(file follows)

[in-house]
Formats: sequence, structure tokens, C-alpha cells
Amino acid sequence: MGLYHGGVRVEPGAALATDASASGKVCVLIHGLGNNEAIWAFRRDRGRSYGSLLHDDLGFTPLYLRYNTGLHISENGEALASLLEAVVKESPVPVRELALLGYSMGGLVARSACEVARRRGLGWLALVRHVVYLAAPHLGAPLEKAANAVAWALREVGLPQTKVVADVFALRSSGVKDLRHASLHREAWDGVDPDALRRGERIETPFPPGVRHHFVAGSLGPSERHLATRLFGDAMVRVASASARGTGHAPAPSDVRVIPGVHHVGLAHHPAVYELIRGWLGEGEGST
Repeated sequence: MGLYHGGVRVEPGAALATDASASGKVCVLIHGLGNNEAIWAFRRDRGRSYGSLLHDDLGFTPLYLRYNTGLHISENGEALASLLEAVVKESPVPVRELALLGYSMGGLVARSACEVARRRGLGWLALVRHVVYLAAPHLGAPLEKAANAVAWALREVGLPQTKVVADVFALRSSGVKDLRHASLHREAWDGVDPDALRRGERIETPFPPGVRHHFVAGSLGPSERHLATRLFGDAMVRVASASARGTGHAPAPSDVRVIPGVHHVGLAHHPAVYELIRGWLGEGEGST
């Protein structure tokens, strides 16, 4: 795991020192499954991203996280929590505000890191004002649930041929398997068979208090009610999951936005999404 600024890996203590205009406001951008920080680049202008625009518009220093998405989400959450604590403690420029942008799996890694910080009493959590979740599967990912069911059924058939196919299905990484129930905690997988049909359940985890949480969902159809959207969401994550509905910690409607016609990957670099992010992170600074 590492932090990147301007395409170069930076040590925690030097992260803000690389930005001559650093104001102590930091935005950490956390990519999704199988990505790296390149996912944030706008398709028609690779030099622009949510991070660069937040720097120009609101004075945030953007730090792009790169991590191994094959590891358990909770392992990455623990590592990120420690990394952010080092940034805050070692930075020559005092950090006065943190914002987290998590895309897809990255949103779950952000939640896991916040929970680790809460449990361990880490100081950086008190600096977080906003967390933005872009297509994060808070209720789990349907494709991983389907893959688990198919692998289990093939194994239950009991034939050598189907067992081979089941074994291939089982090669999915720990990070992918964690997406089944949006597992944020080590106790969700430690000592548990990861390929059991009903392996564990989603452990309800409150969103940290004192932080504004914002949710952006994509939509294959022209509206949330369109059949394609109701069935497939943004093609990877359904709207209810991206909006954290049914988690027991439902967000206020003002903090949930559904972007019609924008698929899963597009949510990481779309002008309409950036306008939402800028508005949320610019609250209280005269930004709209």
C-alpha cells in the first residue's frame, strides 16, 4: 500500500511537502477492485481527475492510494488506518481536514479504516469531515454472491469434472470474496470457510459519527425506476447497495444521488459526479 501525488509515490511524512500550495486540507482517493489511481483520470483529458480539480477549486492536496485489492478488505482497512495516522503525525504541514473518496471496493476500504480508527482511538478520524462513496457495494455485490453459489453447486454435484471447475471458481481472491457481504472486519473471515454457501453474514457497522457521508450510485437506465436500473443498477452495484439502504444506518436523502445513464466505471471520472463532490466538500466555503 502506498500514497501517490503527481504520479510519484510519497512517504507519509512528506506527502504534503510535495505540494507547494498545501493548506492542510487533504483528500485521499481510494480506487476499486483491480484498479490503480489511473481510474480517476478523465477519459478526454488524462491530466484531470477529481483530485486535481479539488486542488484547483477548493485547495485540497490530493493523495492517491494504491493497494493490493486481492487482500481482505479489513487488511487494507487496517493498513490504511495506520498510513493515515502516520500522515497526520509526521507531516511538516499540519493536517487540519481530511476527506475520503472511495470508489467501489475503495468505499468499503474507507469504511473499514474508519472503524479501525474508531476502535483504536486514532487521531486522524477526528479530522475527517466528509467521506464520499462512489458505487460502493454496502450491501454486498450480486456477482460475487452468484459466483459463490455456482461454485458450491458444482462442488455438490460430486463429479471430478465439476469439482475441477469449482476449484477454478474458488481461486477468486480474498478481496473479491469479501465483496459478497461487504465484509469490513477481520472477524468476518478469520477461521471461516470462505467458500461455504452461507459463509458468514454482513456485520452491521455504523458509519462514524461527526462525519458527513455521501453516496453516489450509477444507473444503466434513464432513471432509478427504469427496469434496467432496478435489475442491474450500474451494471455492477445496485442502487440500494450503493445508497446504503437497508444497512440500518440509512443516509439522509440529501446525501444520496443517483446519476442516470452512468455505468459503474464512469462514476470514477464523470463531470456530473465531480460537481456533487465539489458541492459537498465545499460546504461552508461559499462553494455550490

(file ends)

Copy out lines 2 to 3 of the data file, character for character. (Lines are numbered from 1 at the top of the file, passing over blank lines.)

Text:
Formats: sequence, structure tokens, C-alpha cells
Amino acid sequence: MGLYHGGVRVEPGAALATDASASGKVCVLIHGLGNNEAIWAFRRDRGRSYGSLLHDDLGFTPLYLRYNTGLHISENGEALASLLEAVVKESPVPVRELALLGYSMGGLVARSACEVARRRGLGWLALVRHVVYLAAPHLGAPLEKAANAVAWALREVGLPQTKVVADVFALRSSGVKDLRHASLHREAWDGVDPDALRRGERIETPFPPGVRHHFVAGSLGPSERHLATRLFGDAMVRVASASARGTGHAPAPSDVRVIPGVHHVGLAHHPAVYELIRGWLGEGEGST